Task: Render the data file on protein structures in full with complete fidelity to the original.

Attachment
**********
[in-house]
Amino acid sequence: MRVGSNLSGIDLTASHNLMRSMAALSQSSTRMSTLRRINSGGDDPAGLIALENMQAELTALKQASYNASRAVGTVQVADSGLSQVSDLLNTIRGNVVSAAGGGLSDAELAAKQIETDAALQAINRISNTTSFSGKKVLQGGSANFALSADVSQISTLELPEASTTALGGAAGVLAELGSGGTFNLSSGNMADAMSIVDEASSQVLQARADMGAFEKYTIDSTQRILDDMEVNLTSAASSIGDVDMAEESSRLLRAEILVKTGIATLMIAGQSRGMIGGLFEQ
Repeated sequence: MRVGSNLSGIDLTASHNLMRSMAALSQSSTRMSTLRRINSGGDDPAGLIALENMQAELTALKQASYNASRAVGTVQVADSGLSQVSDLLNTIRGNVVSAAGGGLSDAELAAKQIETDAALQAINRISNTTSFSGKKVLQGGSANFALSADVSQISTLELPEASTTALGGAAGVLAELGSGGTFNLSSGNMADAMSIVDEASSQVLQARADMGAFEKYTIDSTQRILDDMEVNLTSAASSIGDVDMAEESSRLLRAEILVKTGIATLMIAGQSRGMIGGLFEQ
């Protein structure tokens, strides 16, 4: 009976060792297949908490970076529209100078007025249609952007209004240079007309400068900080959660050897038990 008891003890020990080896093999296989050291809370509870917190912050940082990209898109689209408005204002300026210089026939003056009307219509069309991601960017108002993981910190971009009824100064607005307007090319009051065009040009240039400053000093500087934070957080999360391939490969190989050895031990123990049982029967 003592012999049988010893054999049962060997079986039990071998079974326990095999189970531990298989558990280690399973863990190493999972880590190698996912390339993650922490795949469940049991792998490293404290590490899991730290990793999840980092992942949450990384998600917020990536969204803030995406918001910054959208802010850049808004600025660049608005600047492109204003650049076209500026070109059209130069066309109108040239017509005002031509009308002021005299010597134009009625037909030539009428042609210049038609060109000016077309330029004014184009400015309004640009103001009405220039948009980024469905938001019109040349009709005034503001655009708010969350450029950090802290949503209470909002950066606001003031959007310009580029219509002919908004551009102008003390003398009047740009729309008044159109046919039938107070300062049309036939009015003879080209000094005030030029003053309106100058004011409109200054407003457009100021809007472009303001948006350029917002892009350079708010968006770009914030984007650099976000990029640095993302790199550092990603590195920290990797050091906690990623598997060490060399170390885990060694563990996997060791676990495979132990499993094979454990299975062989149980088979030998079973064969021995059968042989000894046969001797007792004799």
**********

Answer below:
[in-house]
Amino acid sequence: MRVGSNLSGIDLTASHNLMRSMAALSQSSTRMSTLRRINSGGDDPAGLIALENMQAELTALKQASYNASRAVGTVQVADSGLSQVSDLLNTIRGNVVSAAGGGLSDAELAAKQIETDAALQAINRISNTTSFSGKKVLQGGSANFALSADVSQISTLELPEASTTALGGAAGVLAELGSGGTFNLSSGNMADAMSIVDEASSQVLQARADMGAFEKYTIDSTQRILDDMEVNLTSAASSIGDVDMAEESSRLLRAEILVKTGIATLMIAGQSRGMIGGLFEQ
Repeated sequence: MRVGSNLSGIDLTASHNLMRSMAALSQSSTRMSTLRRINSGGDDPAGLIALENMQAELTALKQASYNASRAVGTVQVADSGLSQVSDLLNTIRGNVVSAAGGGLSDAELAAKQIETDAALQAINRISNTTSFSGKKVLQGGSANFALSADVSQISTLELPEASTTALGGAAGVLAELGSGGTFNLSSGNMADAMSIVDEASSQVLQARADMGAFEKYTIDSTQRILDDMEVNLTSAASSIGDVDMAEESSRLLRAEILVKTGIATLMIAGQSRGMIGGLFEQ
């Protein structure tokens, strides 16, 4: 009976060792297949908490970076529209100078007025249609952007209004240079007309400068900080959660050897038990 008891003890020990080896093999296989050291809370509870917190912050940082990209898109689209408005204002300026210089026939003056009307219509069309991601960017108002993981910190971009009824100064607005307007090319009051065009040009240039400053000093500087934070957080999360391939490969190989050895031990123990049982029967 003592012999049988010893054999049962060997079986039990071998079974326990095999189970531990298989558990280690399973863990190493999972880590190698996912390339993650922490795949469940049991792998490293404290590490899991730290990793999840980092992942949450990384998600917020990536969204803030995406918001910054959208802010850049808004600025660049608005600047492109204003650049076209500026070109059209130069066309109108040239017509005002031509009308002021005299010597134009009625037909030539009428042609210049038609060109000016077309330029004014184009400015309004640009103001009405220039948009980024469905938001019109040349009709005034503001655009708010969350450029950090802290949503209470909002950066606001003031959007310009580029219509002919908004551009102008003390003398009047740009729309008044159109046919039938107070300062049309036939009015003879080209000094005030030029003053309106100058004011409109200054407003457009100021809007472009303001948006350029917002892009350079708010968006770009914030984007650099976000990029640095993302790199550092990603590195920290990797050091906690990623598997060490060399170390885990060694563990996997060791676990495979132990499993094979454990299975062989149980088979030998079973064969021995059968042989000894046969001797007792004799």